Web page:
One of the challenges facing environmentalists—or anyone concerned about the development of ski areas—is that ski resorts sometimes must expand to stay in business, since the number of skiers and snowboarders has remained flat for a number of years, according to Glick. That forces ski area owners to broaden their range of activities to four seasons, offering mountain biking, folf tournaments and the like. And for the entrepreneurial risk-takers, it can also mean expanding ski areas into full-fledged, all-season resorts.
In other words, says Glick, the sport of skiing/snowboarding may not be growing in total numbers, but real estate development is booming. In some places, he says, building a ski resort is just an excuse to develop the surrounding land, and it’s the associated development that’s ultimately more harmful to the environment than any clear-cut slopes.
A case in point is the Big Sky resort south of Bozeman. At one time, there was no such town as Big Sky, Montana, and technically speaking, there still isn’t. But for all intents and purposes, the Big Sky resort is a town. Nestled between two wilderness areas, Big Sky was the dream of Montana native and former newsman Chet Huntley. Huntley had intended that Big Sky would be Montana’s first big, environmentally friendly ski resort. Alas, he died before his dream could be realized. “Now,” says Glick, “the wildlife is having to dodge highways, homes and cars.”
The cumulative impacts of any development are what can doom the water quality, the wildlife habitat and the splendid views. And so it is with ski areas. But as Glick points out, neither the U.S. Forest Service nor the resort owner can predict or control what neighboring landowners will do with their property once a resort goes up next door. A money-making residential subdivision might be a good bet, but you can’t base an environmental analysis on what your next-door neighbor might do with his land once you’ve developed yours.
“To some degree I sympathize with the resort owner,” says Glick, “because a lot of what goes on beyond their borders is beyond their control.”
Currently, every ski resort in the greater Yellowstone ecosystem is either in the process of expanding or is in “expansion mode.” Bridger Bowl, for instance, a “modest, well-done” ski area, proposes an expansion that may encroach upon wolverine habitat. The public comment on that environmental analysis is over and the final Record of Decision is pending.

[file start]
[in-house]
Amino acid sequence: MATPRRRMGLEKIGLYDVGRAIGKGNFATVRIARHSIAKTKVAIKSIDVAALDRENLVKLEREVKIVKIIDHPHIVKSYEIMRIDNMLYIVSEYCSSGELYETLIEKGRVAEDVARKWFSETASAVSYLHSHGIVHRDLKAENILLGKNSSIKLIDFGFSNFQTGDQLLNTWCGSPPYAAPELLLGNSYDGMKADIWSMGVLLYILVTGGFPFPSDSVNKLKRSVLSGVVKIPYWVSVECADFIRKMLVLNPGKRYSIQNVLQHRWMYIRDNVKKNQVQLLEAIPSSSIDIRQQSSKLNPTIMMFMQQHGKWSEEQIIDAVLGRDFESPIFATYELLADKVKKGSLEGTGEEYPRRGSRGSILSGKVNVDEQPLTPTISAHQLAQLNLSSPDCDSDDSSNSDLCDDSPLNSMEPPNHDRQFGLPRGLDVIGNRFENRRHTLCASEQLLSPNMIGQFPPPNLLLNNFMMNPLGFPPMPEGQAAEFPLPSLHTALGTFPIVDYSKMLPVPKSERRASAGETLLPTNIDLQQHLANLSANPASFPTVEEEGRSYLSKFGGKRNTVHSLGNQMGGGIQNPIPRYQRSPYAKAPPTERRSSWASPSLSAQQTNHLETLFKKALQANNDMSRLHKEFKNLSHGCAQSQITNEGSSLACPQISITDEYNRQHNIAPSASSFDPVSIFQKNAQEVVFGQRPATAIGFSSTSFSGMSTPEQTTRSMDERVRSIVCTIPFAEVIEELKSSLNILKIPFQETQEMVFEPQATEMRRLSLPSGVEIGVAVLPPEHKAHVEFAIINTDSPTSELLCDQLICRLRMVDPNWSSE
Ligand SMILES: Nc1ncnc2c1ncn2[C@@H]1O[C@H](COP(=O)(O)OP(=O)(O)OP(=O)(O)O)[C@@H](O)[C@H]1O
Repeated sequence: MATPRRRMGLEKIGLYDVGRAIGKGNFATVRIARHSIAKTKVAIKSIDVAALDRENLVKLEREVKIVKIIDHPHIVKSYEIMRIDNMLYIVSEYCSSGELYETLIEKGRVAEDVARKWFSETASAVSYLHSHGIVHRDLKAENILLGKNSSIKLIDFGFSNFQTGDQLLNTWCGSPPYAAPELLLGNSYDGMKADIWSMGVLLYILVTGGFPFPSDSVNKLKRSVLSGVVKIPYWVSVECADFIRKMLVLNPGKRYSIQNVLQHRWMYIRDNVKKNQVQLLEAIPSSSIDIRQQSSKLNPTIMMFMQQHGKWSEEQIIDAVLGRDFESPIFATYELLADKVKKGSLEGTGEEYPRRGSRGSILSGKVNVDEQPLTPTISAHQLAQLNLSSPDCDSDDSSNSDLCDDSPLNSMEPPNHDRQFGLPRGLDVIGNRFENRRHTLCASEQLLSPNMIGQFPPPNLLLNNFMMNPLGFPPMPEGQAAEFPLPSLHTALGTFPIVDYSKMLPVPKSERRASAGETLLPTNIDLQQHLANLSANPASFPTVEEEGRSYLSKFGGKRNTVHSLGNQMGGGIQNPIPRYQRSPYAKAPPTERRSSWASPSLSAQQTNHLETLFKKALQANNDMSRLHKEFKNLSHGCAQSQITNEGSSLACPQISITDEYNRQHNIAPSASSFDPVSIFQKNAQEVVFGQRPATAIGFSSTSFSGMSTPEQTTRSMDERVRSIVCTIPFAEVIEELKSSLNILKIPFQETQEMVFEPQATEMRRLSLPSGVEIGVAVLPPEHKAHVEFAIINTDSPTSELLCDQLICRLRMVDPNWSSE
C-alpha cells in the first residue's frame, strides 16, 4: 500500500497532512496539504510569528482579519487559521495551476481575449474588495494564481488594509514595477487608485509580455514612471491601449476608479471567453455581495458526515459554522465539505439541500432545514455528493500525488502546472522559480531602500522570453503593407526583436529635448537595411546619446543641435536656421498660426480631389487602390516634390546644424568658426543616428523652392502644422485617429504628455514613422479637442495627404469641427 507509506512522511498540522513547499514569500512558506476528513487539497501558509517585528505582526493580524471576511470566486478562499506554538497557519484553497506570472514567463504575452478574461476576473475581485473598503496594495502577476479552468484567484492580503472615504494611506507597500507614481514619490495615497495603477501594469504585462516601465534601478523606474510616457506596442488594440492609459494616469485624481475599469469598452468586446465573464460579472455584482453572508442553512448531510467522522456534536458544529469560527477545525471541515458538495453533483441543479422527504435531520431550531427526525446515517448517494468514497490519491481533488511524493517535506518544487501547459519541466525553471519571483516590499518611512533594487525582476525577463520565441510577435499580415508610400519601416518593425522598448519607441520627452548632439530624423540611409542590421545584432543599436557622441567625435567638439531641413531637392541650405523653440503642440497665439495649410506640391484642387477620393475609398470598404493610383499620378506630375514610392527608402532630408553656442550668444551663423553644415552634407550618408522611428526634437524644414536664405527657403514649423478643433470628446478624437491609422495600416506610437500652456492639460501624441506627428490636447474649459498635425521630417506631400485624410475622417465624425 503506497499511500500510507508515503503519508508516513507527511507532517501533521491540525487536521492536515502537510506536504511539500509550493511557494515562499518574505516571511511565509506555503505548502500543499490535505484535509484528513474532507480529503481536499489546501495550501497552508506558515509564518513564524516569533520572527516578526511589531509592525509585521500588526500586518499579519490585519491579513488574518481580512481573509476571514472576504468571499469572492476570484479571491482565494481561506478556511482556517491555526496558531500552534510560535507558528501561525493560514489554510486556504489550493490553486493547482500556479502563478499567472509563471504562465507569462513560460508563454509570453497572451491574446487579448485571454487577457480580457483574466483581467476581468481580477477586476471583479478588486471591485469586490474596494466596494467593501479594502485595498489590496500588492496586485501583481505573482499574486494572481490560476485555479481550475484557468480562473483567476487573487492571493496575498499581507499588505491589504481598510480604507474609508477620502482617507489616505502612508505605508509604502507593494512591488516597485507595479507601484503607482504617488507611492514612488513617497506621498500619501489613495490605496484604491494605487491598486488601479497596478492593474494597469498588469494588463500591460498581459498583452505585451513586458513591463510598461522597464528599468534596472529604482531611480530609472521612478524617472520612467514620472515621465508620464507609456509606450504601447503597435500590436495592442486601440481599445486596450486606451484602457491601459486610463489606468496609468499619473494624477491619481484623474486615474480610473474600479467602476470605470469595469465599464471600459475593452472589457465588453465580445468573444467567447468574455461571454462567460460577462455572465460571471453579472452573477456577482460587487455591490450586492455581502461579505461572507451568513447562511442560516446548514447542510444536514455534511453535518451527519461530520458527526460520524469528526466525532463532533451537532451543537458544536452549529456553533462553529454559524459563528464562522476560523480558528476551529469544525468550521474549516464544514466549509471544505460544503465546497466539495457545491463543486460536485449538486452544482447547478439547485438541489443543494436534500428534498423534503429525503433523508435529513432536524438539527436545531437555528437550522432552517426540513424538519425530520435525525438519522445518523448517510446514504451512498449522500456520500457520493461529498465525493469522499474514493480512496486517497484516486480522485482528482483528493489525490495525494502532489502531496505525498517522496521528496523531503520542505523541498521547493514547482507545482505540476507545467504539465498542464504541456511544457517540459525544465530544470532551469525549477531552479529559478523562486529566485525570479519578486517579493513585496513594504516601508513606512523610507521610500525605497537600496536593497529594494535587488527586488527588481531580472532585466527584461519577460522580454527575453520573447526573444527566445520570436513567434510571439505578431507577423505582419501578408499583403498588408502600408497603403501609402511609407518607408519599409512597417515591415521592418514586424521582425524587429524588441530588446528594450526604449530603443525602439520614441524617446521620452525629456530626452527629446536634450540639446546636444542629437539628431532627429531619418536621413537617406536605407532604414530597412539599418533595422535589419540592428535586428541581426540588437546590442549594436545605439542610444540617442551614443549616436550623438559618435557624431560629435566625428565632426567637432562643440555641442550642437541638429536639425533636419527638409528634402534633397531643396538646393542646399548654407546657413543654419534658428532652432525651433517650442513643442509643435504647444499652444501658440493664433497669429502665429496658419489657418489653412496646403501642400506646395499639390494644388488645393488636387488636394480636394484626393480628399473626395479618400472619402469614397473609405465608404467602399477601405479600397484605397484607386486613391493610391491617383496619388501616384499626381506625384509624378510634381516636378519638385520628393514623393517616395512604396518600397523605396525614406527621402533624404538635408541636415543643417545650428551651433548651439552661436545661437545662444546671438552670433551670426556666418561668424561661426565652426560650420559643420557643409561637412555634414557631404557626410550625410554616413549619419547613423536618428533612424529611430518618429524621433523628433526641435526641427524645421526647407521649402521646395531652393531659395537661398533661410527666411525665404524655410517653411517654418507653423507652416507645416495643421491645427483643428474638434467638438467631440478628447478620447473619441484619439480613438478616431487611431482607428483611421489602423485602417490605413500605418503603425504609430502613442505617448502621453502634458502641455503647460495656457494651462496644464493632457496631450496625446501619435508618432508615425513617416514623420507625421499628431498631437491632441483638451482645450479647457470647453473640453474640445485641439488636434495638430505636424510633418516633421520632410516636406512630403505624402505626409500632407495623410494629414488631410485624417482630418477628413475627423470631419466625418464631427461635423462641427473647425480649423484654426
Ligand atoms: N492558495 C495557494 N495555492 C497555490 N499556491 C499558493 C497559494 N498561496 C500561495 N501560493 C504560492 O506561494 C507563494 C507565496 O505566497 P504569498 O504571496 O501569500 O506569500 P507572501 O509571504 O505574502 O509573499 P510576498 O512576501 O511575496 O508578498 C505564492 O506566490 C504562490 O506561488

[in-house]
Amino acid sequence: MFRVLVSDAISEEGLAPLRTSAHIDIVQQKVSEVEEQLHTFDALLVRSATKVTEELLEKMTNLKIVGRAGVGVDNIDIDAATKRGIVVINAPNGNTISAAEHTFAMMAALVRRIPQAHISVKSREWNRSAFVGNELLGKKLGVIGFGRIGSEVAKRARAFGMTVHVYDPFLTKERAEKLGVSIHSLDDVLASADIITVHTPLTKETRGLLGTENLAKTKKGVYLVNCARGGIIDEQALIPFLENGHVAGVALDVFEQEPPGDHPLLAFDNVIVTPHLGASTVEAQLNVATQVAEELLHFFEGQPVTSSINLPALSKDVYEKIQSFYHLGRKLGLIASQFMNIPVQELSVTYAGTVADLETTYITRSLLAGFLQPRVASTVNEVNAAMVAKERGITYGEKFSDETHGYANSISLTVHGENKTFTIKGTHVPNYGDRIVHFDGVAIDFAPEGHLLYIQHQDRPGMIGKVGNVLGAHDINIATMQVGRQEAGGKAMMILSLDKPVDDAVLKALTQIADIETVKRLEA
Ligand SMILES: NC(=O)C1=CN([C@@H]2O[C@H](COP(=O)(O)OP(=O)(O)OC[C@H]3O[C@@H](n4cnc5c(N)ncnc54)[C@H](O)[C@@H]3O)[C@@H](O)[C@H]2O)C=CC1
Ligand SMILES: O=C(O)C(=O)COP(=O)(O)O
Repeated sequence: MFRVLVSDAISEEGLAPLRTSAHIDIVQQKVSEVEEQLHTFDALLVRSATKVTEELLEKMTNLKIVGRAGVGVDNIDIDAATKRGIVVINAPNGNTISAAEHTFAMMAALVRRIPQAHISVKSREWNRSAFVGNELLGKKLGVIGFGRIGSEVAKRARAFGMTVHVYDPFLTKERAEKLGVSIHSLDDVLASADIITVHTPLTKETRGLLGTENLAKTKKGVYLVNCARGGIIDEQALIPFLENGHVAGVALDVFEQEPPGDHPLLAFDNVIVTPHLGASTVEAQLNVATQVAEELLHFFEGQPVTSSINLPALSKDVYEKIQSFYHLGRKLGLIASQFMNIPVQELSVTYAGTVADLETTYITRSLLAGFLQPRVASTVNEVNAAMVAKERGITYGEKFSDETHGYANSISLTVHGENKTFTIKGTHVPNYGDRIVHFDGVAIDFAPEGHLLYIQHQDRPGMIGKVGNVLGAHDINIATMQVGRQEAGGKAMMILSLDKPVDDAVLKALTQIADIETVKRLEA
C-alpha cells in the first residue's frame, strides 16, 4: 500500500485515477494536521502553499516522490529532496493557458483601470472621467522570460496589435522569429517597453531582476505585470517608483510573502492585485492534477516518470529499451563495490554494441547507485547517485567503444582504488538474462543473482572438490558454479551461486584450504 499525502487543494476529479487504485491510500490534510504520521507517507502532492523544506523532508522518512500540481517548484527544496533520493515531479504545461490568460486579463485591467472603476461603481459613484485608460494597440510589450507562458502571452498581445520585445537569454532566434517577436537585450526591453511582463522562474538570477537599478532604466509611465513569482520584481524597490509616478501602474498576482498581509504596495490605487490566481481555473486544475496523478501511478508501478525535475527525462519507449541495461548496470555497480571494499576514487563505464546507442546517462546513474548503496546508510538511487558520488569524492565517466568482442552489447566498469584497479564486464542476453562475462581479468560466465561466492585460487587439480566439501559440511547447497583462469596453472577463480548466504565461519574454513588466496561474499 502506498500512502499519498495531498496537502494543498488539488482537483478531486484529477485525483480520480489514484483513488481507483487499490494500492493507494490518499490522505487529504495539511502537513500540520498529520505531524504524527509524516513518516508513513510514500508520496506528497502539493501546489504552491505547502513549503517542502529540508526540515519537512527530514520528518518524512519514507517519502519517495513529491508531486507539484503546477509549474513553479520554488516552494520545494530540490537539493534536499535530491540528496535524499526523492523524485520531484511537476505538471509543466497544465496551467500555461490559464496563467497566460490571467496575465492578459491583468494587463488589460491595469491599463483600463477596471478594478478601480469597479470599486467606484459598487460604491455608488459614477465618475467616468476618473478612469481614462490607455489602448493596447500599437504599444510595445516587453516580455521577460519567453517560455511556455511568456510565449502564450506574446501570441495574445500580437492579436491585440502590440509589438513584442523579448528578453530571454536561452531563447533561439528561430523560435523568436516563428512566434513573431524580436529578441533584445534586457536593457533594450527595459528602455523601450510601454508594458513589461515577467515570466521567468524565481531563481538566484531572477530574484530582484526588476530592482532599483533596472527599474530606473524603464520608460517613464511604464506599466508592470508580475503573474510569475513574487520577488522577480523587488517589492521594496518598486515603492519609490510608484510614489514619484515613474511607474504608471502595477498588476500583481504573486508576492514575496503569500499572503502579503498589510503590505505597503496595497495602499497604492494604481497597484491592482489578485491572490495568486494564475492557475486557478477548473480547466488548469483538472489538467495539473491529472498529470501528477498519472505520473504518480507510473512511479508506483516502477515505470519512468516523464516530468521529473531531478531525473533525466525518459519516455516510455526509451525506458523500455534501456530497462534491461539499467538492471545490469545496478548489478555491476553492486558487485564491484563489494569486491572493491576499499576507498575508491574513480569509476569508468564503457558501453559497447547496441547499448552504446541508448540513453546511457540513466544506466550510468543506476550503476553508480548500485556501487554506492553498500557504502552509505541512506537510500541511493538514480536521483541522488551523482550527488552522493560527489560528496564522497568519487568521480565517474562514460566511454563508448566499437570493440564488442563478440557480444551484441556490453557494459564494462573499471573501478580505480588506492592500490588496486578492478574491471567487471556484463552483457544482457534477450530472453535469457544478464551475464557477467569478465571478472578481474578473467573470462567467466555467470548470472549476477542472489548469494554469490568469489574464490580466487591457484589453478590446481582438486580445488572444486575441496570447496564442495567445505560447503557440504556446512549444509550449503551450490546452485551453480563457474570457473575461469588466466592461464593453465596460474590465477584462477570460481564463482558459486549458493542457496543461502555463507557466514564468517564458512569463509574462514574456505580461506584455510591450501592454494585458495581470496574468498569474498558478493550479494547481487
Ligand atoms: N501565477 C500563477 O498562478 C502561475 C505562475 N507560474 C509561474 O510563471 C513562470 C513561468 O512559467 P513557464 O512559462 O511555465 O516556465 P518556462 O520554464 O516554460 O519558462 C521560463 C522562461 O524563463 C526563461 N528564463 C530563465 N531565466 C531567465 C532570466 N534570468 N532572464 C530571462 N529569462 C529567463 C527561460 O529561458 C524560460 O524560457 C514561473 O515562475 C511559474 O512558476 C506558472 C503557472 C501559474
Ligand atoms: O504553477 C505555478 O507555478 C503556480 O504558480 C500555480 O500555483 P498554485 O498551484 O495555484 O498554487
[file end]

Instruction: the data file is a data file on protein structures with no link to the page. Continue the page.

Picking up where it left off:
Though the Greater Yellowstone Coalition is keeping its eye on it, Glick doesn’t sound alarmed at what Bridger Bowl is proposing.
In fact, many Montana ski areas are expanding, but few, if any, are growing into Colorado-style destination resorts.
That’s no reason to be complacent, however. The experience of Colorado may be Montana’s canary in the coal mine, or—in the parlance of environmentalists—an indicator species. And as Colorado goes, can Montana be that far behind?
It’s not easy being green
While there’s no question that white is the preferred color for ski resort managers to see when they gaze out on their slopes, green is becoming an increasingly important hue in the ski industry–and not only because it’s the color of money. In an effort to improve the environmental track record and image of ski resorts nationwide, the National Ski Area Association has created an omnibus environmental charter dubbed “Sustainable Slopes,” geared toward instructing ski areas how to achieve higher levels of environmental soundness. The charter, a collaborative effort from the ski industry, government agencies, and environmental groups, has been endorsed by 160 ski areas in the country (representing roughly 70 percent of national skier/snowboarder visits), including most of the ski hills in Montana.
The charter sets forth a vision statement whose goal is: “To be leaders among outdoor recreation providers through managing our businesses in a way that demonstrates our commitment to environmental protection and stewardship while meeting the expectations of the public.” What follows are a series of principles, with an emphasis on the environmental streamlining of ski area planning, operations and public outreach. Some environmental groups, however, feel that the charter does not go far enough in ensuring environmentally sound practices.
Michael Collins, president and CEO of the Big Mountain ski area in Whitefish, thinks Sustainable Slopes is a viable and important charter. “We’re doing a number of them,” he says, referring to the practices outlined in the charter. “We look at a list of the things being done by ski areas around the country to see what we can use up here.” Examples of those practices implemented at Big Mountain are a cardboard baling program, aluminum recycling, and an ongoing water monitoring program in conjunction with the resort’s snowmaking facilities.